I had made friends with a Japanese guy, who I now realize to all intents and purposes, I owe my life to. Together with him, I left Lhasa and headed towards Kathmandu in Nepal. There was a brief unscheduled stop in Zhigatse and a none too pleasant conversation with the Chinese police due to my stupidity at not properly comprehending that my ‘month’ Chinese visa was in fact a 30 day visa. It was due to expire the next day, and we were a full 2 days drive (If there were no mechanical troubles) from the Tibet/Nepal border.
After a scary few hours in a police station with several hundred dollars hidden in my underwear, telling the increasingly agitated communist bullyboy that I didn’t have the money to pay the $300 fine he was demanding to increase my visa by the 1 extra day I required to get me to the border, after he had taken every single Yuan I had on me (ok, that I had admitted having on me;-) and after he had made me write out a confession and seal it with a thumb print stating that I was a very naughty boy as I had traveled illegally into Tibet from western china (a fact I had let slip due to my worsening physical condition), we resumed our journey.
Finally we arrived in Kathmandu and checked into a guest house in Thamel, the infamous tourist enclave. My room was on the 4th floor of the Green Tara guest house, high enough that the view from my window displayed a panorama of Thamel roof tops resplendent with hand painted signs displaying the names of the hotels they belonged too.
By this time I was severely dehydrated due to the diarrhea , I had lost a further 2 or 3kg bringing my body weight down to roughly 65kg , and I was delirious , too weak to get out of bed.
‘Waka-its-me’ (as he liked to be called) my Japanese friend was bringing me water and food everyday and trying to get me to go to a doctor, but I was just too weak too move.
I slept fitfully, drifting in and out of consciousness. In my waking moments I gazed out across the roof tops of Thamel, seriously wondering if I was going to die.
There was one rooftop sign directly in my line of sight, it proudly displayed the name of the hotel in big yellow letters on a green background.
Every time I fell back to sleep the soundtrack to my crazy weird dreams was The Eagles singing their most famous song, rated as the 49th greatest song of all time by Rolling Stone magazine.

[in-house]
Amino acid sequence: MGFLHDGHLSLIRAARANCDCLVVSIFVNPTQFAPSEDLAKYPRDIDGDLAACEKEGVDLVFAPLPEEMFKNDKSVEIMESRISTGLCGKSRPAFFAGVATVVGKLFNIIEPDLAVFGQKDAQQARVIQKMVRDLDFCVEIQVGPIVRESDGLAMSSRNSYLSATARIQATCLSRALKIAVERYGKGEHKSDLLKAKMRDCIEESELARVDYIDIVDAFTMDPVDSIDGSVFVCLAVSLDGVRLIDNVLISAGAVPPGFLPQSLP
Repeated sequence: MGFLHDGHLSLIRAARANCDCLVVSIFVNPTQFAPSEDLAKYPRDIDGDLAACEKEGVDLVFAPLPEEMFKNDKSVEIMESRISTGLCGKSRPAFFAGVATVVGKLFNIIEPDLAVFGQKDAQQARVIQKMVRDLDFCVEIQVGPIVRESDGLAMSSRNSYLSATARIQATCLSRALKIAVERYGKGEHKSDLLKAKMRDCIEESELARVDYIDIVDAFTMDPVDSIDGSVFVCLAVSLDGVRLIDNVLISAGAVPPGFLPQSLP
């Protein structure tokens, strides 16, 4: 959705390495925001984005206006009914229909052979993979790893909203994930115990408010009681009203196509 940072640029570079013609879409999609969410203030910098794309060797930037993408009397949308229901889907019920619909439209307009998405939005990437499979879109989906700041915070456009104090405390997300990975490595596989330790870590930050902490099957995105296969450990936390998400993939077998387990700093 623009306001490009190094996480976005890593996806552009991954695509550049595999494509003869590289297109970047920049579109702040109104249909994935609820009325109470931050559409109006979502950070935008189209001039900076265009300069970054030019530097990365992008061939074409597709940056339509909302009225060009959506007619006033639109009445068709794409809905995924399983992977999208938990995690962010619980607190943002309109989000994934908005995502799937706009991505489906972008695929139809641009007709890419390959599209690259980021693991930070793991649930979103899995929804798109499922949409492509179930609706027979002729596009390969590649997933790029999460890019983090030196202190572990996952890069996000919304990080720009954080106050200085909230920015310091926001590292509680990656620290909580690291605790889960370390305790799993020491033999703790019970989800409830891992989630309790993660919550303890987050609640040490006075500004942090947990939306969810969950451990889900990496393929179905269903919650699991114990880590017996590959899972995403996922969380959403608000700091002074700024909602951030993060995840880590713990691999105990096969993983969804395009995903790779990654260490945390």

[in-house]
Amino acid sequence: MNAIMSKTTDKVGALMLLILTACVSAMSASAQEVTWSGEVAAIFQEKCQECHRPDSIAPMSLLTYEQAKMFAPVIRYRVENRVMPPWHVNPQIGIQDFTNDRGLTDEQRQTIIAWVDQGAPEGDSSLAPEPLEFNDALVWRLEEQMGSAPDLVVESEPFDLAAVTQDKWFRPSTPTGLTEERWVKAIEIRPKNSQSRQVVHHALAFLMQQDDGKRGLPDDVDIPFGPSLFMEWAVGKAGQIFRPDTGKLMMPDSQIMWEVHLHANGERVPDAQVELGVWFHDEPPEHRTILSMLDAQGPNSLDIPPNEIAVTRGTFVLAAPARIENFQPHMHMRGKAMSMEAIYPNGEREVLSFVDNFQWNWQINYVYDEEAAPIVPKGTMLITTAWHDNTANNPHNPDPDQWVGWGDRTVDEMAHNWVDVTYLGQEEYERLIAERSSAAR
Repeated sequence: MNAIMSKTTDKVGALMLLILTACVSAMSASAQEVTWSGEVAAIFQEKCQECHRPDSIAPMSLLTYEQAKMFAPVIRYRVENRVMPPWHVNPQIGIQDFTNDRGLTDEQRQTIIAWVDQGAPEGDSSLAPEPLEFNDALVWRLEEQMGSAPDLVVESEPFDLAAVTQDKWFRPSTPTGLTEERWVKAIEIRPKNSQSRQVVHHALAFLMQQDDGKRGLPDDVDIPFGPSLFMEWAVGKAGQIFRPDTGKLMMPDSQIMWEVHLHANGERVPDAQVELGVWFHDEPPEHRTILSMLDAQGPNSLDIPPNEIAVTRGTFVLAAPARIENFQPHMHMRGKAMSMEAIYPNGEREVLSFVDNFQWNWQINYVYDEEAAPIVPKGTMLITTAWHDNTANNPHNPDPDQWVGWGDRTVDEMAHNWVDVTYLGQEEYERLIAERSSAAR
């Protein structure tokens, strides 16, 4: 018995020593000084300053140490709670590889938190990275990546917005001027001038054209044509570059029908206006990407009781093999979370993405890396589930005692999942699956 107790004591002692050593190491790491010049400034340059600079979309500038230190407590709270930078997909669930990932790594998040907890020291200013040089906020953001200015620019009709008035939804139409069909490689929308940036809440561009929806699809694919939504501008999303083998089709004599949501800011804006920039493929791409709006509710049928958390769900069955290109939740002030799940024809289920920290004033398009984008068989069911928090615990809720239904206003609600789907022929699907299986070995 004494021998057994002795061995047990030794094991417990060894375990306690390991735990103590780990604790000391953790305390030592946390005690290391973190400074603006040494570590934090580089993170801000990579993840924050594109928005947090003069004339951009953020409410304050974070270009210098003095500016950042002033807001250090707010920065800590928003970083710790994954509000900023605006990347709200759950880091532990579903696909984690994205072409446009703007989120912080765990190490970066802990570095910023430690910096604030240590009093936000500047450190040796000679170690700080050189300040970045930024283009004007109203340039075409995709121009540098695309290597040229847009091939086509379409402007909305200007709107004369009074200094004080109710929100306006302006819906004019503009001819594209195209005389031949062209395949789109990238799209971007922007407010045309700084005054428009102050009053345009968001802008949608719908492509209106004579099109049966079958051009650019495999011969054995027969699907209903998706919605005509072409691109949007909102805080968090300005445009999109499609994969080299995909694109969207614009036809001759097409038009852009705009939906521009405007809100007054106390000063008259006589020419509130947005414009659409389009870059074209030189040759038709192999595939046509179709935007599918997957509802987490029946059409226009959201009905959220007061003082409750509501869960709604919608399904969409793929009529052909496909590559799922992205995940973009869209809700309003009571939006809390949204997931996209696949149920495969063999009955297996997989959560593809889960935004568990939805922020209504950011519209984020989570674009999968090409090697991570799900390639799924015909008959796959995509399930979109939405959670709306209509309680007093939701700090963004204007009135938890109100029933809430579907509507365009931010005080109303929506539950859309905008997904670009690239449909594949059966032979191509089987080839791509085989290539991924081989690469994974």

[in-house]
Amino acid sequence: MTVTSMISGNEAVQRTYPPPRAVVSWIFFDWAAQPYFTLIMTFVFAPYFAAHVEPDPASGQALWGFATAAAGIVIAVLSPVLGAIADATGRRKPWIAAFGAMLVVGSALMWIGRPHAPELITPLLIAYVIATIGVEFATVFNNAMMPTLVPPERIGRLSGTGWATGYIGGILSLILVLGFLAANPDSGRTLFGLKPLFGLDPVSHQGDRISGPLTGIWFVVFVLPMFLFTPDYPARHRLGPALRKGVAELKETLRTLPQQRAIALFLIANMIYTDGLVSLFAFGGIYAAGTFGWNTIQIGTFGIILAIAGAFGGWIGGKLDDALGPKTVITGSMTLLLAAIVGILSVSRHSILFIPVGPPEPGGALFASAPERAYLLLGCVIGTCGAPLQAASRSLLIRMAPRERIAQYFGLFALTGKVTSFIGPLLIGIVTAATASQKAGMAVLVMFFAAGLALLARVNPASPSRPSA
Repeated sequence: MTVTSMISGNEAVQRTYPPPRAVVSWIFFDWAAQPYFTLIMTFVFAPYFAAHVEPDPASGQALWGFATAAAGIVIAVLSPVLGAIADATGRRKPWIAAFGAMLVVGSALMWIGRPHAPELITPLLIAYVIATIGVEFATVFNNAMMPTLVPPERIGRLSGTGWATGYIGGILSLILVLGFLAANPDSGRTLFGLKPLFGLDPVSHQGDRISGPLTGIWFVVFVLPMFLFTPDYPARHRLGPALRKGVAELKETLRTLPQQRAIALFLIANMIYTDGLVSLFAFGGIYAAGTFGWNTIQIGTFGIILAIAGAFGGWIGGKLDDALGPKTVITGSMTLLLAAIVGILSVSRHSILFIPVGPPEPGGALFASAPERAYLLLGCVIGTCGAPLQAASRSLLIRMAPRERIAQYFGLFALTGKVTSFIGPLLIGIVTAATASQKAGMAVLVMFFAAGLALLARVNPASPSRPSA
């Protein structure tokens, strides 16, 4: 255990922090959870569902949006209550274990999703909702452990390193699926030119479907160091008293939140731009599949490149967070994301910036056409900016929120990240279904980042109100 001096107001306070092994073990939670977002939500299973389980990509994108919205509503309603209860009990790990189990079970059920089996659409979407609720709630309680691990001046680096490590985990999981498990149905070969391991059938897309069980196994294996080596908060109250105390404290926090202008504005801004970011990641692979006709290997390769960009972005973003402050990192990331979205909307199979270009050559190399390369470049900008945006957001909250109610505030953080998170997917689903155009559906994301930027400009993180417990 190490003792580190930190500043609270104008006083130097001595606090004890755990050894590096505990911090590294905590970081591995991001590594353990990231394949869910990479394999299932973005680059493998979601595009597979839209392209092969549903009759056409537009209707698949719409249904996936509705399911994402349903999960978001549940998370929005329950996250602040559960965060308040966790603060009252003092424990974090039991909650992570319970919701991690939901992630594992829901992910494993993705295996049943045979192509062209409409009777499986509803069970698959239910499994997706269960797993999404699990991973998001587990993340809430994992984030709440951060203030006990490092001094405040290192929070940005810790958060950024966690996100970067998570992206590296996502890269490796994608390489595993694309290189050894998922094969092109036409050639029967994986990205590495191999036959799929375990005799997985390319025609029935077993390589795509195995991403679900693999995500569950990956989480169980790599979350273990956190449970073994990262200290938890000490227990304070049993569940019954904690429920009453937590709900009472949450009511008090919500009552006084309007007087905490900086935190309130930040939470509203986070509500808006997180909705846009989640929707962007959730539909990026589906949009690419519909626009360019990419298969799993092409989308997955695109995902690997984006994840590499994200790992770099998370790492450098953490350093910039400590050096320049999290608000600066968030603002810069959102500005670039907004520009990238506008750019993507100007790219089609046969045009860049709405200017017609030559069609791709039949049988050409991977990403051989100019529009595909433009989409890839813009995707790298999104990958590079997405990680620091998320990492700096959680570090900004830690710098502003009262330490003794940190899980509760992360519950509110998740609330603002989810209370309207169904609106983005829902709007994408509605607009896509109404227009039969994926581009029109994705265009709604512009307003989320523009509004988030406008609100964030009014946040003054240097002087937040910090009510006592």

Even today, some 7 years later, if I hear that song, and lets face it, its pretty hard to avoid, I am immediately transported back to that Kathmandu guest house room , a shiver runs up my spine and I feel its aural laxative effects loosen my bowels.
Despite what many class as my acerbic personality , there are in fact very few things I would say I truly hate, but I can honestly say I really, really hate that god damn song!!
FUCK HOTEL CALIFORNIA!!
In the end my Japanese brother and savior ‘Waka-its-me’ became so concerned about me that he brought a Romanian doctor who was staying at the same guest house to my room , she informed me I was dangerously dehydrated and that I had severe vitamin B and D deficiencies as well as Calcium deficiency. Together they took me to a Nepali hospital where I was given intravenous antibiotics and massive doses of vitamins B and D and Calcium.
It took me weeks of recuperating in Kathmandu, gradually eating more and more until I finally felt well enough to head down into India again to hook up again with my dear friend who I had completed the circuit of the mountain with. When we eventually met again in Delhi and I told him the story of what had happened after we parted company in Tibet, he simply said, ‘I told you not to drink that water’.
I learnt many things about myself on that trip but perhaps the most important was, for me at least, that its particularly important to listen to your good friends, as they almost always have your best interests at heart.
Oh and the other thing I learnt is that if I never ever hear another Eagles song, particularly the 49th best rock song ever written, as long as I live it will be too soon.
(Originally posted on The Tokyo Beats blog)